Early-stage blockchain still needs standardization
Source: Elvina Yang
technology can help to take data applications across industries up to the next level. However, it's still in its early stages of development. It still lacks standardization, interoperability and momentum.
Despite the many benefits blockchain can contribute to several industries, the technology is still in its early stages. It still lacks standardization, interoperability and momentum. The Trusted IoT Alliance
(TIoTA), an organization founded to leverage blockchain infrastructure to secure and scale internet of things (IoT) ecosystems, has been working with the World
Economic Forum on best practice frameworks for blockchain. Their goal is to carefully consider any unintended consequences, to ensure all players remain able to realize the full potential of this foundational technology, and to minimize the risks.
The alliance, therefore, has developed the Distributed Ledger Reference Architecture, a development framework which combines blockchain technology and the internet of things (IoT) cloud, guiding developers implementing the new technology in the IoT field. The Trusted IoT Alliance has further added the architecture into its TIoTA Challenges program, which gathers innovators and enterprises around the world to design and implement ingenious blockchain solutions and tackle real-world challenges.
"As part of the Challenges, contestants have been required to map their use cases to the TIoTA Reference Architecture, which has led to some unexpected designs and creative implementations of blockchain," said Anoop Nannra, Global Head of Blockchain/DLT Business at Cisco Systems and Chairman of the Trusted IoT Alliance. Cisco Systems is one of the co-founders of the Trusted IoT Alliance.
"We firmly believe that the way we overcome the obstacles in blockchain will be by bringing the players together in this way, including startups and established players, and then collaborating to produce viable use cases for real-world problems — subsequently leading to market traction.”
Blockchain in autonomous cars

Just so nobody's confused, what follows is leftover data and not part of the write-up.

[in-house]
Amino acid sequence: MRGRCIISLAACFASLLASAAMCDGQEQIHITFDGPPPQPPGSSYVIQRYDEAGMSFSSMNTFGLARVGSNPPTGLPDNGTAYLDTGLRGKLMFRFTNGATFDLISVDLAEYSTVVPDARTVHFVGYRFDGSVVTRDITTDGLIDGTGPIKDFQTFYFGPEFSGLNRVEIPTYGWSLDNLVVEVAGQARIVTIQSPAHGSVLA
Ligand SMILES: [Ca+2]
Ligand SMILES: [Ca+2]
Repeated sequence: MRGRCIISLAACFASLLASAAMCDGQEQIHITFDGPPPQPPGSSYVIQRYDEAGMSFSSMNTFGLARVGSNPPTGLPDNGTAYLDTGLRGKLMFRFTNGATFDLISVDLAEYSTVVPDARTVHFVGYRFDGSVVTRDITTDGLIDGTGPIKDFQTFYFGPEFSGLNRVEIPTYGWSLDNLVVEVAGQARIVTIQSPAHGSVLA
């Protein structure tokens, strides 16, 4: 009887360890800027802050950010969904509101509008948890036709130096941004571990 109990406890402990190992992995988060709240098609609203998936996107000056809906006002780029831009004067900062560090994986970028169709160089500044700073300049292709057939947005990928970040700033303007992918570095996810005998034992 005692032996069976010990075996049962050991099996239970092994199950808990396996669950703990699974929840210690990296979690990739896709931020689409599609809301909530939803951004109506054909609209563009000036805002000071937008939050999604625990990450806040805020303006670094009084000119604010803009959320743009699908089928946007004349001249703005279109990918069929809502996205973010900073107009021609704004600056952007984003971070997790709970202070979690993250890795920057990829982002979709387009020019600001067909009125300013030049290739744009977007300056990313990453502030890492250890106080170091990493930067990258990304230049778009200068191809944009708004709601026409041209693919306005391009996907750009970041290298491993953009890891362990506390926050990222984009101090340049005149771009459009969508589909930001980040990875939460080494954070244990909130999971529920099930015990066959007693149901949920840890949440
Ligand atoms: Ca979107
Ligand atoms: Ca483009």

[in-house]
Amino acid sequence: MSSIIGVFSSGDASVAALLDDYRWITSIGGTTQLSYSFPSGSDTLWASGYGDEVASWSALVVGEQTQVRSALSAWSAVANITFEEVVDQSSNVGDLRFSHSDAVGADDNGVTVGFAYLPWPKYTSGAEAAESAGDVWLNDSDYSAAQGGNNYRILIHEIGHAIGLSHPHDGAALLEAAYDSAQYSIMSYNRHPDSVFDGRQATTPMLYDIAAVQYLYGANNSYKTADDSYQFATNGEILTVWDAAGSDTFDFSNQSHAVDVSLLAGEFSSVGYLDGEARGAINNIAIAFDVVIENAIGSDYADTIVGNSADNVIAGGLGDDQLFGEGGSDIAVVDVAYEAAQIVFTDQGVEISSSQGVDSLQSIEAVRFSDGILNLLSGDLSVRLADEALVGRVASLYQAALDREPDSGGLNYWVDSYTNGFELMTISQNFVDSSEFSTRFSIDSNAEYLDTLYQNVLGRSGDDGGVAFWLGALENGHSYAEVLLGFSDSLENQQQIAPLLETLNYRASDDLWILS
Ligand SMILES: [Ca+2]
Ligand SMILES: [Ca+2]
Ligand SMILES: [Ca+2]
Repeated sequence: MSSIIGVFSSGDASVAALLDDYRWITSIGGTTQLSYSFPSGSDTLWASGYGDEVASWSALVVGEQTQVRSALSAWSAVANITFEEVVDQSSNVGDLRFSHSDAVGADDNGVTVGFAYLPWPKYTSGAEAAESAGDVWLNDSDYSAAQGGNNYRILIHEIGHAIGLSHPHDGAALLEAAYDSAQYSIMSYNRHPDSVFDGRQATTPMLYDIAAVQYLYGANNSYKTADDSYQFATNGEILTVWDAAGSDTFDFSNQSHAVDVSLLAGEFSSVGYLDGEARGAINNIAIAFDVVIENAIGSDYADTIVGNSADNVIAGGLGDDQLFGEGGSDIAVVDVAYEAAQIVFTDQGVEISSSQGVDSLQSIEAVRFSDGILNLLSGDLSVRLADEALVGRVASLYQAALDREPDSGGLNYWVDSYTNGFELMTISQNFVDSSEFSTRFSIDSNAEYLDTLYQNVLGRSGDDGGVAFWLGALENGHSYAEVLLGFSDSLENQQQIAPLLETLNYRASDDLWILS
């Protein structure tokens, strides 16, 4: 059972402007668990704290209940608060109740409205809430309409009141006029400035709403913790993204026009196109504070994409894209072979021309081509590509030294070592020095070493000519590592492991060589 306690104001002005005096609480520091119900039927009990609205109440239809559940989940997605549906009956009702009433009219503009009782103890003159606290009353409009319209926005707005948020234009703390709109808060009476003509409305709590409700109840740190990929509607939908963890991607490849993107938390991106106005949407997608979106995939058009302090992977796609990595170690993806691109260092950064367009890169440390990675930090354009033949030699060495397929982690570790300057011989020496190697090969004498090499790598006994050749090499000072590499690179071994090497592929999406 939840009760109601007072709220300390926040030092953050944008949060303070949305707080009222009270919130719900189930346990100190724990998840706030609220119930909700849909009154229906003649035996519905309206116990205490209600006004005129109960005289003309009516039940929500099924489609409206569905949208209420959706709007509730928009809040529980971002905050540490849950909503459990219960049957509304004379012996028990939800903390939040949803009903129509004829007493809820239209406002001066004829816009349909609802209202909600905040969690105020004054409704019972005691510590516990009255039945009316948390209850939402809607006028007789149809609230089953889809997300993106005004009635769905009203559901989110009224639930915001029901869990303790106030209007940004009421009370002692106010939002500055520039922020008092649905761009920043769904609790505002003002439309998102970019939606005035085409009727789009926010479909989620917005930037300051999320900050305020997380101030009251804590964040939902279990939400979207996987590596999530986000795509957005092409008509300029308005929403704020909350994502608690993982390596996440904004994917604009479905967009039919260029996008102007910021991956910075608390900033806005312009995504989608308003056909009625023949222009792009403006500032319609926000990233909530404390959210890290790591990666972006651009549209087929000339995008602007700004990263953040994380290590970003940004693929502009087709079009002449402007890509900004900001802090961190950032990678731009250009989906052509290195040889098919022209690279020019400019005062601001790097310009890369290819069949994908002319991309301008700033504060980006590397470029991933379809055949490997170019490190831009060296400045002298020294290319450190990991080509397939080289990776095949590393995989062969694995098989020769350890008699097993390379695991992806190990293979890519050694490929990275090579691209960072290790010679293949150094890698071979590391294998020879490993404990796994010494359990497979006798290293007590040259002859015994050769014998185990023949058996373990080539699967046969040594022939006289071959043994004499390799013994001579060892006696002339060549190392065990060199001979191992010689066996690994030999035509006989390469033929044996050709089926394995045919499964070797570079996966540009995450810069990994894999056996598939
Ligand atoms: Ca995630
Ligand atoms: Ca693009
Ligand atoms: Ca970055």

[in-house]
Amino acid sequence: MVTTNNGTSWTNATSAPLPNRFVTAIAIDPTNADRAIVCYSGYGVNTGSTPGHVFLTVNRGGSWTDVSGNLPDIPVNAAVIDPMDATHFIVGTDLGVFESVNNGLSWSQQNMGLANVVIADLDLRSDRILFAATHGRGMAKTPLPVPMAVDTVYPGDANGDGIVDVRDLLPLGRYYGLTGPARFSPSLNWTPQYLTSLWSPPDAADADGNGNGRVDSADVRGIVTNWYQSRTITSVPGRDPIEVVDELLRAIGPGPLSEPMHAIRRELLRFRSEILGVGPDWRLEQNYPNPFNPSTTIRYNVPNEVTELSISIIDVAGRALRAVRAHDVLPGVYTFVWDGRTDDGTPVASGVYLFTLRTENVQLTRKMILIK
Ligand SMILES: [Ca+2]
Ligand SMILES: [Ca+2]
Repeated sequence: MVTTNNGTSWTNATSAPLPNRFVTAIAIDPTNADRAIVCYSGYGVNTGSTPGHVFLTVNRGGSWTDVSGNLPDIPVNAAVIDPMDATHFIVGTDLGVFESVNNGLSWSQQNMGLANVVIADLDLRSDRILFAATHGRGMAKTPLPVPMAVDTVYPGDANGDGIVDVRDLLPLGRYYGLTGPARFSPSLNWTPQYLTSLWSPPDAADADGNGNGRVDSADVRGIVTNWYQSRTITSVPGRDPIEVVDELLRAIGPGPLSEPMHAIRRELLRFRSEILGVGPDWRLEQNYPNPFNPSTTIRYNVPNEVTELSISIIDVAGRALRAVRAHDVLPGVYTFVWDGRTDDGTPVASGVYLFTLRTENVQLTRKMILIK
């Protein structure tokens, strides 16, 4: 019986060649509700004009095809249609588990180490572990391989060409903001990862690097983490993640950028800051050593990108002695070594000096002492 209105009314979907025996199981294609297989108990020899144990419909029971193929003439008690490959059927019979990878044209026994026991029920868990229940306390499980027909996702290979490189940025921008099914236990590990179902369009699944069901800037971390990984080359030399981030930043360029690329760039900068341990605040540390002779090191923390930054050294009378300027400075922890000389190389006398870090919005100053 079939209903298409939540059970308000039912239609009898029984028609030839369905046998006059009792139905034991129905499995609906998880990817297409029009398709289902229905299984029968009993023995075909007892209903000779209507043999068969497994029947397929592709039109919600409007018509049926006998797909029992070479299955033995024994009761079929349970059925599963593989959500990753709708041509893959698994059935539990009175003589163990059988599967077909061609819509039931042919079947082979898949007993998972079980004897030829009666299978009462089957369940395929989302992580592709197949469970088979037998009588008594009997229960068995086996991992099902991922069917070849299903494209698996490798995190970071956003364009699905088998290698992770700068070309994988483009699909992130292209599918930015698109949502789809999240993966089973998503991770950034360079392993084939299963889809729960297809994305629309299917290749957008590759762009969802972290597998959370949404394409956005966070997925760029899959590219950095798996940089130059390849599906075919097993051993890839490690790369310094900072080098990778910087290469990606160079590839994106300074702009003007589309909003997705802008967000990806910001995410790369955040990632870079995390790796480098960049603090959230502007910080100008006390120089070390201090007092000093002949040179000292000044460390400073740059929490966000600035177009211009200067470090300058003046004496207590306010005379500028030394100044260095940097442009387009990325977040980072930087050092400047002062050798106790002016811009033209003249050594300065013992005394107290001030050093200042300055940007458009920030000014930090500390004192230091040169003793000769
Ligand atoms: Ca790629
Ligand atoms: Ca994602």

With distributed ledger technologies, blockchain applications related to IoT could bring some advantages. Bosch and Siemens, both members of the Trusted IoT Alliance, have collaborated on an autonomous car
. The car becomes an intelligent robot that can take people anywhere they want. It requires the vehicle to be able to achieve tasks by itself without any human interaction seamlessly.
They started by enabling a car to self-authenticate itself at a parking facility
with a barrier and to be billed with minute-by-minute precision. The passenger sitting in the car does not need to grab a ticket at the entrance nor pay through a vending machine. The car is able to finish all of these tasks independently and seamlessly. "Use-cases like this are real, they work, and they are providing validation for blockchain," said Nannra.
Other examples of blockchain used in IoT include to create secure and transferable digital identities, smart contract building blocks for IoT products,IoT product identity and provenance, secure and transferable digital identities, immutable attestation of sensor data andevent logs, and payment-enabled devices and machines. All of them require high levels of security.
"Blockchain can transform the way we identify compromised servers, computers or applications. With blockchain, hundreds or thousands of observers can capture serialized packet events to create a consensus of the network's traffic. Activity is verified by a majority of the participants before being added to the permanent, encrypted
record. In that way, the observers can confirm the data for the network engineer and the network itself would become baseline for status of files, for example," said Nannra.
"Because of the signed serialization, data can be ordered and reassembled accurately every time from completely random data sources. That makes the network analysis more effective and gives network engineers a higher degree of confidence in that analysis.”
Nannra, however, also brought up his concern regarding the current status quo of blockchain technology. "Blockchain is still emerging — it's a relatively new technology. So, it's too soon for decision makers to have the best practices for designing sound blockchains for use-cases such as supply chains for example — much less to adopt blockchain for data security," said Nannra.